Do you wonder why people flock to all-inclusive resorts and cruise lines, especially during these dark, cold months of the year? Sure, the idea of lying around being served mai tais by the water's edge is a good fantasy, but wouldn't most people rather plan out their own adventures instead of handing the planning over to someone else? 

I've wondered myself, but I thought about it and it makes sense that people want that kind of vacation because they are promised a 360-degree, 24-hour service experience. We all have way too many obligations, meetings, errands, and appointments in our daily lives. What we want to do on vacation is have the details handled for us so we can relax.

People have a lot of resources, and they can go to a lot more potential places to get their goods and their services. It's essential to provide people a special, all-inclusive feeling when they deal with you, at least if you want them to come back.

You may not be offering drinks with umbrellas in them. You probably don't have a sandy beach available. But you can do the 360-degree thing and make clients and customers feel a whole lot more like they're being heard, catered to, even pampered.

It's what I always say: Do what you love in the service of people who love what you do. That's how you create an experience people will appreciate and come back for.

I'm not the only one who thinks that this, in a nutshell, is what companies with Silicon Valley pedigrees mean when they talk about "surprise and delight," among other buzzwords. Companies like Uber, Apple, and Orangetheory Fitness have an app that makes it so easy, it's almost fun to shop or order services. When there is a brick-and-mortar business location, it's attractive and pleasant, and doesn't try to hand you sad little styrofoam cups of cold Mr. Coffee. Every aspect of the customer's interaction with them is carefully thought out to provide service, fulfillment, even joy.

A good "experience economy" business model is staffed with people who've been fully trained in communication skills. They seem happy you're there, don't argue with you, and clearly want you to be happy with your purchase or service. Beyond that, they're people who have been given the training they need to excel, have been listened to and respected, and love doing what they are doing.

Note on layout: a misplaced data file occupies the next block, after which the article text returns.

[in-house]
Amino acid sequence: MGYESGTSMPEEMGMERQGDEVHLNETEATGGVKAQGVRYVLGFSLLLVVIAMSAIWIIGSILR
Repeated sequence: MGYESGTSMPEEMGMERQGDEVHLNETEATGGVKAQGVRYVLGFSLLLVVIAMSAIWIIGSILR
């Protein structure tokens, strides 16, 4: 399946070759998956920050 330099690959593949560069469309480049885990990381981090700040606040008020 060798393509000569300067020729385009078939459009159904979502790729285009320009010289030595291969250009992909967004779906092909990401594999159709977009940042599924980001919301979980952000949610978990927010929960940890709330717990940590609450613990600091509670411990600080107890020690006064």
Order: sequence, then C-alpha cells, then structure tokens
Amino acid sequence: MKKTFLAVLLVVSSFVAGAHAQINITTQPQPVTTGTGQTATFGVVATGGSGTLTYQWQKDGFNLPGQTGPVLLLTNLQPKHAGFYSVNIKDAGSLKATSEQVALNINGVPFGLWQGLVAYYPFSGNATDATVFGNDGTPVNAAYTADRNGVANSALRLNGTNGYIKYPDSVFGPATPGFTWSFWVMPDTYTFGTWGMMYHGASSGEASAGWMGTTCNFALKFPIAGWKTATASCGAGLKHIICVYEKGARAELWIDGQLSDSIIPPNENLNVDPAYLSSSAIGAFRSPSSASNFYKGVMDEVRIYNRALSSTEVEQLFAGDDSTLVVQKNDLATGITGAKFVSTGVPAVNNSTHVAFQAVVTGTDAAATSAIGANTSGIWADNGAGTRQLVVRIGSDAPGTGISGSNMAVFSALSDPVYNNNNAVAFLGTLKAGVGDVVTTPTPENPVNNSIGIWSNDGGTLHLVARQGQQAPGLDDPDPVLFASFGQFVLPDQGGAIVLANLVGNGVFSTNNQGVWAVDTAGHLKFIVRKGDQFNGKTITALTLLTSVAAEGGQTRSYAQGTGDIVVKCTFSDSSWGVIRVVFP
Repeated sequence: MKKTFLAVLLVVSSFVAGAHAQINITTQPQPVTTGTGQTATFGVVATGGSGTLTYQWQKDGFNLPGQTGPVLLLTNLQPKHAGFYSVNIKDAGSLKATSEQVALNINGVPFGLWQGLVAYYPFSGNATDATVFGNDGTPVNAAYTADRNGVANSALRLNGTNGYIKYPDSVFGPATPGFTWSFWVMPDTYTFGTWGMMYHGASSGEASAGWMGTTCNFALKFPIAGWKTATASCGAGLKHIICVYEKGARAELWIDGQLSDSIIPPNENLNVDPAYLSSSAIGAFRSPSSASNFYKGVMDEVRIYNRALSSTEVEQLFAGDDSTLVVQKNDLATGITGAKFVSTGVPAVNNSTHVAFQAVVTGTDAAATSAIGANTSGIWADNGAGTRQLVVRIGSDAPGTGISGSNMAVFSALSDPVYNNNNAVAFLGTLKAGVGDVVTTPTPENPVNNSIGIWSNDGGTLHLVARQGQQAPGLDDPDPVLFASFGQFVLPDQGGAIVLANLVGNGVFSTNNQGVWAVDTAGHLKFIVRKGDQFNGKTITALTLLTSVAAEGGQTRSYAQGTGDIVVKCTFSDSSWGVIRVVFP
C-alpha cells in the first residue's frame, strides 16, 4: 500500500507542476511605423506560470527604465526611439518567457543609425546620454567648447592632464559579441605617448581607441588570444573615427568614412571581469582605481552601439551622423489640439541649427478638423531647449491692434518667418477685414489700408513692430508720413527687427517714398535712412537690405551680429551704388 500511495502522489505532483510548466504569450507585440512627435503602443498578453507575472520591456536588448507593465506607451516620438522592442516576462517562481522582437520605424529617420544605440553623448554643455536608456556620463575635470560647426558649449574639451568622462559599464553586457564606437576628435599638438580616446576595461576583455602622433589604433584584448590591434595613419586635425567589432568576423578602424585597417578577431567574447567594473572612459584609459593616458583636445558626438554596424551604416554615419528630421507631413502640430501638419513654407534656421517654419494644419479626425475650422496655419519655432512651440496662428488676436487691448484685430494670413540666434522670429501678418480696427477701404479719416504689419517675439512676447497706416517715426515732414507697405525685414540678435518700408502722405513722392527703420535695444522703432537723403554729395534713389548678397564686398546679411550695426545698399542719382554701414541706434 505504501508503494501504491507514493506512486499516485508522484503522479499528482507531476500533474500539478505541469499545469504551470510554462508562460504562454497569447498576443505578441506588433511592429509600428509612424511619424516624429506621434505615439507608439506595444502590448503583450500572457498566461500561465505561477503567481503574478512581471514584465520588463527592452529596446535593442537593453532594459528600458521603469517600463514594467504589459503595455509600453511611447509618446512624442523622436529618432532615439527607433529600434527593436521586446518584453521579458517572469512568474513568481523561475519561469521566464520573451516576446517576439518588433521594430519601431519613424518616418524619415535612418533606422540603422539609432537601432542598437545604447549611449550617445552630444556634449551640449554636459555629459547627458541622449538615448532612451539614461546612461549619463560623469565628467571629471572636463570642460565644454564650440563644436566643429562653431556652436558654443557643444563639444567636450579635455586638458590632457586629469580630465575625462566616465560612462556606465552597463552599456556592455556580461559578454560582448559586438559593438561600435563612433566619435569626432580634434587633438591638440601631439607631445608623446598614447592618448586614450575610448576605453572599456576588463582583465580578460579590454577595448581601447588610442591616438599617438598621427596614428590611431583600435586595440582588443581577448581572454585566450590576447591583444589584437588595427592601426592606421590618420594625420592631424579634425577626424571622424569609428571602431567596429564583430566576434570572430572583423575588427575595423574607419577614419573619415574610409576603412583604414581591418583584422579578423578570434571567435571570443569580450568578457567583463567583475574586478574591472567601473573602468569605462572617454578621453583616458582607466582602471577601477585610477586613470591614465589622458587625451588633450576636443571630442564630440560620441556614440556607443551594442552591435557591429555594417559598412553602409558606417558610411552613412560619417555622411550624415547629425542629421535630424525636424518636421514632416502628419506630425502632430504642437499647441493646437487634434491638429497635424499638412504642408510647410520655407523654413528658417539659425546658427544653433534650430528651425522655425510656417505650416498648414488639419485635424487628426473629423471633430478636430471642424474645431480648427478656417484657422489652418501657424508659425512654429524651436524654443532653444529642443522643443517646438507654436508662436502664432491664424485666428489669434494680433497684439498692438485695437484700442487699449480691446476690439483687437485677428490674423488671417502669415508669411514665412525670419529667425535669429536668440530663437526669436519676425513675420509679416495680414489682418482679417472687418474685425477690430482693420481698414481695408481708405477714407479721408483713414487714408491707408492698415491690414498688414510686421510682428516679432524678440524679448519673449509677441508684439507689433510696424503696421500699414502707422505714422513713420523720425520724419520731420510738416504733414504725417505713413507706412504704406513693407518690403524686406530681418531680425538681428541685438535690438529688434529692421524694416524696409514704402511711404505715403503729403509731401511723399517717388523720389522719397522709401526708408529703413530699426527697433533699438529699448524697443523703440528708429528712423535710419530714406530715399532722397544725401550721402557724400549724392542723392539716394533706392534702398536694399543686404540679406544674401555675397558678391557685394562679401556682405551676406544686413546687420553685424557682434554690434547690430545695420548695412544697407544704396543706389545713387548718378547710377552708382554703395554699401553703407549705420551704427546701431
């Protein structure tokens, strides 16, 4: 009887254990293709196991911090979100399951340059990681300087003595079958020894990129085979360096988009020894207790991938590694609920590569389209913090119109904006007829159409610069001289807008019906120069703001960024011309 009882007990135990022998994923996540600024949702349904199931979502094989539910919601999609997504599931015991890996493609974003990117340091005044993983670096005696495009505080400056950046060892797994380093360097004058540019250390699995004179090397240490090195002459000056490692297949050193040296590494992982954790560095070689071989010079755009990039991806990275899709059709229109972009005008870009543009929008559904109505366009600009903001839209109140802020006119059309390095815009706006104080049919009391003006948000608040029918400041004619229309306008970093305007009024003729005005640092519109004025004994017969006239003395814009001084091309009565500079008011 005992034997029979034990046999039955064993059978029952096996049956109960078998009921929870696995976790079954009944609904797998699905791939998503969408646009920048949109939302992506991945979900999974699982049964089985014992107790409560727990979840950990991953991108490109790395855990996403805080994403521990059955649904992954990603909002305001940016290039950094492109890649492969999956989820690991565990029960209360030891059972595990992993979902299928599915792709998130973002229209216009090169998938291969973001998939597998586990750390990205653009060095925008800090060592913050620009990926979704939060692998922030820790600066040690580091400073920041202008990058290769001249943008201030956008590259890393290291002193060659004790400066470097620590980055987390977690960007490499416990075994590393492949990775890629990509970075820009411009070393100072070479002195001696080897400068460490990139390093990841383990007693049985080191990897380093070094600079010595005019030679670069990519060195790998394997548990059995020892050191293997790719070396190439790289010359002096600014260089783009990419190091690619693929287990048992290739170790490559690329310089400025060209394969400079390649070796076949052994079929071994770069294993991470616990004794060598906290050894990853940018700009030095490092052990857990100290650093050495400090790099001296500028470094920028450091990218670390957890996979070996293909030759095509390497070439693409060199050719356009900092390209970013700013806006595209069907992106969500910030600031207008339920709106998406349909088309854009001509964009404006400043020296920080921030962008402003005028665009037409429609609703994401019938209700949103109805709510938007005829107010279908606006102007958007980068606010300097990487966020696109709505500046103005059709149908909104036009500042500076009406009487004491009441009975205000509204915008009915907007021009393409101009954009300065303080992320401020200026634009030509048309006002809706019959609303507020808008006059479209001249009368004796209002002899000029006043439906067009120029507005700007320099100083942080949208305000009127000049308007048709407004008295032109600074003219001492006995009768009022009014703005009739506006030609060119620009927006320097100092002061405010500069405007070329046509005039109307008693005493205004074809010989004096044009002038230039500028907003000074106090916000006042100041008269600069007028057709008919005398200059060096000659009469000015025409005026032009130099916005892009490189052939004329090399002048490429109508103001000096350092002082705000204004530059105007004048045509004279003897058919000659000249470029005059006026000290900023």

I started thinking about the many ways to provide that 360-degree pampering and service in my own business--and, of course, yours. Why wait around for some Stanford computer science graduate to figure out a better way to do what you do? You can do that now.

None of that means you have to start all over, move to Palo Alto, and develop an app. There doesn't have to be yoga involved (unless you want it to be). But the start of a new year is an inviting time to think about what you're doing now. Are you too comfortable with the traditional ways you do things? Are your people?

Right here, right now, look at the physical layout of your business. Are people invited in or are your employees too complacent, too uncommunicative, or too rigid, making it hard to be your customer? Look at your web presence. In how many ways are you telling customers, "We want you here?" Can they chat online with a real person, send you direct messages on social media and get answers, or find a FAQ page that answers the real questions they may have? There's no excuse in 2020 for people to have trouble getting every part of their needs met smoothly and easily.

There's too much competition, and people have too many options, for you to be offering them the equivalent of "take it or leave it." If you want people to love what you do as much as you do, you need to show them the love right back. Achieving mutual trust, respect, and love in service of your customers: That's as good as an afternoon on a sandy beach anytime.